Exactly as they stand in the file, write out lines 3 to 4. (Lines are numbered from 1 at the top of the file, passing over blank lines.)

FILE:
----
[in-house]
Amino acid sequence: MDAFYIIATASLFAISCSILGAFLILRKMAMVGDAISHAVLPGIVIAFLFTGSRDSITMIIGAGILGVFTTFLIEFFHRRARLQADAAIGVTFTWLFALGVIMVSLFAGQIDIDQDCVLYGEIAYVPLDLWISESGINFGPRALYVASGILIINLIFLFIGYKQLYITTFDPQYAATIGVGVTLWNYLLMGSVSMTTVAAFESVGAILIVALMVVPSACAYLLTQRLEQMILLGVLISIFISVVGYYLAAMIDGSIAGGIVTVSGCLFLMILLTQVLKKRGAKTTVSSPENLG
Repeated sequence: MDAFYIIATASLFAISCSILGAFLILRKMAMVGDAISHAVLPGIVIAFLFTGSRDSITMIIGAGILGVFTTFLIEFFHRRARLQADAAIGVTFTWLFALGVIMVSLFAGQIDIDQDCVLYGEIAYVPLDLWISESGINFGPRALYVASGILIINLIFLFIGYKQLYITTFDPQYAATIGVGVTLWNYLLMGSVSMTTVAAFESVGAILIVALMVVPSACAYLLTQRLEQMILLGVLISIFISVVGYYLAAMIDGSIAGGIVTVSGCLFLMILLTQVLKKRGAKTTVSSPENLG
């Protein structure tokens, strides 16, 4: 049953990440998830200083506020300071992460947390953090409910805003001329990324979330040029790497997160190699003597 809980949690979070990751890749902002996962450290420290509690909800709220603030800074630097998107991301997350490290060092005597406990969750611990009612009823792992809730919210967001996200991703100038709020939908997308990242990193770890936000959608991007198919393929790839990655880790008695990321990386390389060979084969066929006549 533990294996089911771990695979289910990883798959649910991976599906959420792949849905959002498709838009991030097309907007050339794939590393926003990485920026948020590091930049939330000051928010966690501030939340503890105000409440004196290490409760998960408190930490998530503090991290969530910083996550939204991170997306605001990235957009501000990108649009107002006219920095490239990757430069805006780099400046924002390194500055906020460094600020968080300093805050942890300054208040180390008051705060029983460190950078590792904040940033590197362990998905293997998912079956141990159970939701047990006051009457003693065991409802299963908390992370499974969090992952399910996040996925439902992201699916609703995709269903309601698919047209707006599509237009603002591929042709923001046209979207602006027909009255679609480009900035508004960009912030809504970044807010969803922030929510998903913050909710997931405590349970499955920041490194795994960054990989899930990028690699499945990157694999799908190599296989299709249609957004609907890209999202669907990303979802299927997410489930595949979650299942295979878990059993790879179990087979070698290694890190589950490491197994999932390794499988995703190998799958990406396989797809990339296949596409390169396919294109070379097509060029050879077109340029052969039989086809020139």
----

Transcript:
Repeated sequence: MDAFYIIATASLFAISCSILGAFLILRKMAMVGDAISHAVLPGIVIAFLFTGSRDSITMIIGAGILGVFTTFLIEFFHRRARLQADAAIGVTFTWLFALGVIMVSLFAGQIDIDQDCVLYGEIAYVPLDLWISESGINFGPRALYVASGILIINLIFLFIGYKQLYITTFDPQYAATIGVGVTLWNYLLMGSVSMTTVAAFESVGAILIVALMVVPSACAYLLTQRLEQMILLGVLISIFISVVGYYLAAMIDGSIAGGIVTVSGCLFLMILLTQVLKKRGAKTTVSSPENLG
């Protein structure tokens, strides 16, 4: 049953990440998830200083506020300071992460947390953090409910805003001329990324979330040029790497997160190699003597 809980949690979070990751890749902002996962450290420290509690909800709220603030800074630097998107991301997350490290060092005597406990969750611990009612009823792992809730919210967001996200991703100038709020939908997308990242990193770890936000959608991007198919393929790839990655880790008695990321990386390389060979084969066929006549 533990294996089911771990695979289910990883798959649910991976599906959420792949849905959002498709838009991030097309907007050339794939590393926003990485920026948020590091930049939330000051928010966690501030939340503890105000409440004196290490409760998960408190930490998530503090991290969530910083996550939204991170997306605001990235957009501000990108649009107002006219920095490239990757430069805006780099400046924002390194500055906020460094600020968080300093805050942890300054208040180390008051705060029983460190950078590792904040940033590197362990998905293997998912079956141990159970939701047990006051009457003693065991409802299963908390992370499974969090992952399910996040996925439902992201699916609703995709269903309601698919047209707006599509237009603002591929042709923001046209979207602006027909009255679609480009900035508004960009912030809504970044807010969803922030929510998903913050909710997931405590349970499955920041490194795994960054990989899930990028690699499945990157694999799908190599296989299709249609957004609907890209999202669907990303979802299927997410489930595949979650299942295979878990059993790879179990087979070698290694890190589950490491197994999932390794499988995703190998799958990406396989797809990339296949596409390169396919294109070379097509060029050879077109340029052969039989086809020139």